The Investor's Speech

Perspectives, by Mark Robertson, Managing Partner

Posted on March 1st, 2011

Why should you attend an event in Minneapolis or Chicago or Ann Arbor or Cincinnati in person.

We gather to get better. We do it to share and learn from trusted colleagues. We do it to increase our opportunities and probabilities for long-term success in investing.

King George VI: [Logue is sitting on the coronation throne] Get up! Y-you can’t sit there! GET UP!
Lionel Logue: Why not? It’s a chair.
King George VI: T-that… that is Saint Edward’s chair.
Lionel Logue: People have carved their names on it.
King George VI: L-listen to me… listen to me!
Lionel Logue: Why should I waste my time listening to you?
King George VI: Because I have a voice!
Lionel Logue: …yes, you do.

The conversation ends with a comment about perseverance and courage. Discipline isn’t easy. Neither is patience. But both are necessary components for most of the most successful long-term investors in history. And it’s easier in GROUPS.

Why should you attend an event in Minneapolis or Chicago or Ann Arbor or Cincinnati in person? What’s in it for you?

Because we’re all wired differently and we all learn in different ways. We hear different voices and march to different drummers. Each one of these events features a group of investors … practitioners. As educators, they’re sharing experiences and lessons learned. We listen to Hugh McManus talk about primal needs, campfires, fear of darkness and then link it to why our own instincts are the worst thing when it comes to investing. Or it could Cy Lynch talking about Derek Jeter … practice, practice, practice and the miracle of being in the right place at the right time. Gretchen Hurt leans on the powerful lessons of history and encourages all of us to lean on each other. Peggy Schmeltz describes vistas of philanthropic opportunity made possible by decades of long-term investing. Believe it or not, we can link muskrats to respecting time-honored traditions and Mark Robertson might even sprinkle in a few words about cow tipping, Mark Twain or doing stock studies with Elvis in Kalamazoo.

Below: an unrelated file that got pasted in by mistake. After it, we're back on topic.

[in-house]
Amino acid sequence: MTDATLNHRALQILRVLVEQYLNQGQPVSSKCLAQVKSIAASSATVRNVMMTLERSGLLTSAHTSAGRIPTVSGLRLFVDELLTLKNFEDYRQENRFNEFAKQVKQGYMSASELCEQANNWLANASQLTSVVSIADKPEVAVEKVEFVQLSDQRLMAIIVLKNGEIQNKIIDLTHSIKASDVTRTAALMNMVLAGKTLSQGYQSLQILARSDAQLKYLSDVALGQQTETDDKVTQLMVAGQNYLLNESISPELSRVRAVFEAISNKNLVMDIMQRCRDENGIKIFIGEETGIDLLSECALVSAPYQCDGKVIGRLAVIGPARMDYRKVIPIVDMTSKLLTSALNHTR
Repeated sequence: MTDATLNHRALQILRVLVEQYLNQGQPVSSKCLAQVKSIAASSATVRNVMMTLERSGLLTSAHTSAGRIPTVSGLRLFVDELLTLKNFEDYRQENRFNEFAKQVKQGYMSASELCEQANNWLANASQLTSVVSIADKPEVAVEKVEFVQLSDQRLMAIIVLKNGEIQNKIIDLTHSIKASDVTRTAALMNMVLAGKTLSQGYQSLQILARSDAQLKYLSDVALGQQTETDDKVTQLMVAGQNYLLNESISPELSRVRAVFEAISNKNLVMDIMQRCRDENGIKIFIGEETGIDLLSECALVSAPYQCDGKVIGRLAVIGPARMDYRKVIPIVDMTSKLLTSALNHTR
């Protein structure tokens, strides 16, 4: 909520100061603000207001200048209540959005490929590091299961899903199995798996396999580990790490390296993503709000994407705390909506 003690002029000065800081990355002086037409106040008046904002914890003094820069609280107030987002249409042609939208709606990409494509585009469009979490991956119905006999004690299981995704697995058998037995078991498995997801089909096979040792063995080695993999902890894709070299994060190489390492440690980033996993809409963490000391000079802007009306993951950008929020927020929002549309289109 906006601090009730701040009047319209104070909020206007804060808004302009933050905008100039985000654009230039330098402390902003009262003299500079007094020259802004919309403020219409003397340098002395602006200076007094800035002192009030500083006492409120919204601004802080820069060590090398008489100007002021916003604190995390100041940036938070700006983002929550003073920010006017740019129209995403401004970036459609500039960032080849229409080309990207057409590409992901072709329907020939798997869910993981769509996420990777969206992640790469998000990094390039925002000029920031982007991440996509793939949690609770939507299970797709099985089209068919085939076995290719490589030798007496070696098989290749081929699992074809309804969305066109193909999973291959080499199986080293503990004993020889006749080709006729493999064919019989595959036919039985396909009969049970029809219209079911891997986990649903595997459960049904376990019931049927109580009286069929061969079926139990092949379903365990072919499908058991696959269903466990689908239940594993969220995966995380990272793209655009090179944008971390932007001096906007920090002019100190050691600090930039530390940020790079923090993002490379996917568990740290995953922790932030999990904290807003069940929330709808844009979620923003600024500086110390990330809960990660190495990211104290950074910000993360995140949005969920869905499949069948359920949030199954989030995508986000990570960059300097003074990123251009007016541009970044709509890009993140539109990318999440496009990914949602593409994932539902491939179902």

We’re all wired differently. We hear things on different frequencies and these events offer multiple opportunities to hear different perspectives from any number of successful practitioners.

Need some ideas for stocks to study? How about some hints and tips on where to find those ideas in the first place? What about coaching on selling decisions? What can history teach us about corrections and bear markets? What can we do to stay prepared for the next correction and recession? How about some topics for study on your own or during your next investment club meeting? What are some best practices deployed by investment clubs? What is the role of quality as we seek investments?

How about listening as Ken Kavula makes the connection between Slovakia, Cleveland, Mid-Michigan and China using pulled pork? What is the urgent role of smaller companies in our portfolios? Matt Willms draws parallels between portfolios and championship football teams. Ann Cuneaz shares fantastic footnotes and can share a story or two from BI’s First Cut series or monthly online stock discussions. What about Steve Sanborn’s reminder to watch for profitability expansion potential? As a Value Line analyst, he worked with Coca-Cola for decades and witnessed the power of optimization and scalability … and decisions made — good and not-so-good. We might even tackle an urban myth or two along the way …

Inception? We’re all wired differently.

But we’re all wired together when it comes to sharing dreams and helping each other experience success in long-term investing. It’s WHAT WE DO. Inception, indeed.


Mark Robertson

Mark Robertson is founder and managing partner of Manifest Investing, a source for research and portfolio management focusing on strategic long term investors.

Join Manifest Investing

Manifest is an easy to use resource for your investing.

Create dashboards, research companies, discuss your ideas on the forum, and get insight into long-term investing.